Thursday, September 1, 2011

Criminally Overlooked Games: Freelancer

This is an ode to the last great space shooter.

Now, some may say that that honor belong to Freespace 2, and I agree that Freespace 2 was a great game. Transcendent, even. I'm not here to argue that Freelancer was better, since it wasn't. However, Freespace 2 came out in 1999 and Freelancer dropped in 2003. Therefore, Freelancer was the last great space shooter, and it unfairly gets forgotten quite often.

The space shooter was riding high in the 90's. We had games like the Freespace series, Elite, Tie Fighter Vs. X-Wing, and others. All of a sudden, the great flood of fantastic space games dried up entirely. The designers of Freelancer apparently pinned this disappearing act on the joystick problem.

Most early space games were played with joysticks, and it was a great system when PC games were still in their infancy. Since mice weren't always as precise as they are now and keyboards were clumsy to use, joysticks were perfect. They were precise and they made you feel like a space pilot, if that was your thing.

Over time, joysticks became less standardized and more specialized. Some joysticks would work with some games and not others. In most every game you would have to program the buttons in the joystick to the game controls, and some configurations were less than optimal. There was also a change in computer ports happening at the same time. Computers started to ditch the vestigial "game port" in favor of the Plug-And-Play USB ports that were standard and easy to use. Since most joysticks used the game port, serial ports, or other quickly-obsolete ports, joysticks were going the way of the quagga.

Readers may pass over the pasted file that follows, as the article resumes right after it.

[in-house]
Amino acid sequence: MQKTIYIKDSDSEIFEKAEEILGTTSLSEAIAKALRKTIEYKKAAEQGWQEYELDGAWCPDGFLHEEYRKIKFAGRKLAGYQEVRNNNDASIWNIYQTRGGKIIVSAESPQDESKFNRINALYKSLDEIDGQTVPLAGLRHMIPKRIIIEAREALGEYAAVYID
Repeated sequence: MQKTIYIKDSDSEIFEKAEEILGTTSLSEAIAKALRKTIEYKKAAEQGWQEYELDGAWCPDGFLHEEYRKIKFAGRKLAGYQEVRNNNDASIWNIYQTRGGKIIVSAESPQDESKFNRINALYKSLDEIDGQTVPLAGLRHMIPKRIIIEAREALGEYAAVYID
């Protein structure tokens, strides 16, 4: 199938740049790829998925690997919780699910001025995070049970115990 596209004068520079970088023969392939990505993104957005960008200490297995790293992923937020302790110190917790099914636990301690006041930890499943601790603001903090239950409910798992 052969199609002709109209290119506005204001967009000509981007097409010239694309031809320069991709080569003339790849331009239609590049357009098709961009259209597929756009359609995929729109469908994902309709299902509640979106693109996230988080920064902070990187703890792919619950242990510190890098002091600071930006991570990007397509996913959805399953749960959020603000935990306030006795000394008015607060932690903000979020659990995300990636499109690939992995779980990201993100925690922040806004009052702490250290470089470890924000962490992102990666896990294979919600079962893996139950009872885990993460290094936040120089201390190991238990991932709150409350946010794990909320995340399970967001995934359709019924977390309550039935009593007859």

Freelancer hoped to point developers in a new direction using only the mouse as their guide. Piloting your ship in Freelancer was a lot closer to controlling a first-person shooter that the old, bulky space sims of yore. Combat would be fast and furious but still easy to learn.

That wasn't all that Freelancer promised. Chris Roberts, designer of the Wing Commander series, had been handed lots of money to make the definitive space game, and he had ideas. As the promises trickled out, they started becoming more incredible and tantalizing. Multiplayer battles! Thousands of players! A dynamic economy! Multiple factions that you can befriend or antagonize! It sounded like it was going to be best space game ever.

You know how Duke Nukem Forever was industry shorthand for "a game that will never, ever get published?" That was Freelancer's lot for a while. The project ended up being wrested from Chris Roberts and pushed out the door with most of the promised either neutered or cut outright. Now, Chris Roberts is producing movies like Lord of War and The Punisher. Strange, right?

If Freelancer could have delivered on all the features that they promised, it could have been the game that pushed single-player space shooters back into the limelight. Instead, the genre went into hibernation and hasn't arisen since. The sad thing is that Freelancer is actually really fun to play and shouldn't be missed.

Freelancer's story is actually pretty good too. You're one of the only survivors of a massive attack on a space colony. Why was the colony attacked? Who attacked it? It was an intriguing story told with very, very well-made cutscenes.

The graphics also still hold up, even ten years later. The textures look fantastic, the ships look unique, the effects are awesome. It plays on most modern systems. It's also pretty cheap to find. In short, if you haven't at least tried Freelancer, you're running out of excuses.

Could Freelancer have been better? Yes, it could have. If it would have shipped with all of its features, or had better enemy AI, or had a shorter development time, it may have made a bigger splash and been more appreciated. As it is, it's a great game that rightfully can be called Criminally Overlooked.


  1. Is there any game that is eather computer or regular consoul that is similar to Freelancer or that is actualy good? -the Ox

  2. Privateer is supposed to be right up the same alley, although it's much, much older.


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